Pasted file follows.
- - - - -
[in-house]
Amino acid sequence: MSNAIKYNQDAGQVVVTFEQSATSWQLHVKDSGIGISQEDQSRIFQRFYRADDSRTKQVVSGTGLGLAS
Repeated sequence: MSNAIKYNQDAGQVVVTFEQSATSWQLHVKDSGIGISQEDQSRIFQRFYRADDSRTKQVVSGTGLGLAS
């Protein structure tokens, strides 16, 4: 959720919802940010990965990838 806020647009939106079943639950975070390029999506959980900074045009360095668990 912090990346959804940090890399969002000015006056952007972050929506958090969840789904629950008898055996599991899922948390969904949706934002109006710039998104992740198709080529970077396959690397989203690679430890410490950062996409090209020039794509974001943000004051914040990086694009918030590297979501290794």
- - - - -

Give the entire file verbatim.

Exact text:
[in-house]
Amino acid sequence: MSNAIKYNQDAGQVVVTFEQSATSWQLHVKDSGIGISQEDQSRIFQRFYRADDSRTKQVVSGTGLGLAS
Repeated sequence: MSNAIKYNQDAGQVVVTFEQSATSWQLHVKDSGIGISQEDQSRIFQRFYRADDSRTKQVVSGTGLGLAS
């Protein structure tokens, strides 16, 4: 959720919802940010990965990838 806020647009939106079943639950975070390029999506959980900074045009360095668990 912090990346959804940090890399969002000015006056952007972050929506958090969840789904629950008898055996599991899922948390969904949706934002109006710039998104992740198709080529970077396959690397989203690679430890410490950062996409090209020039794509974001943000004051914040990086694009918030590297979501290794």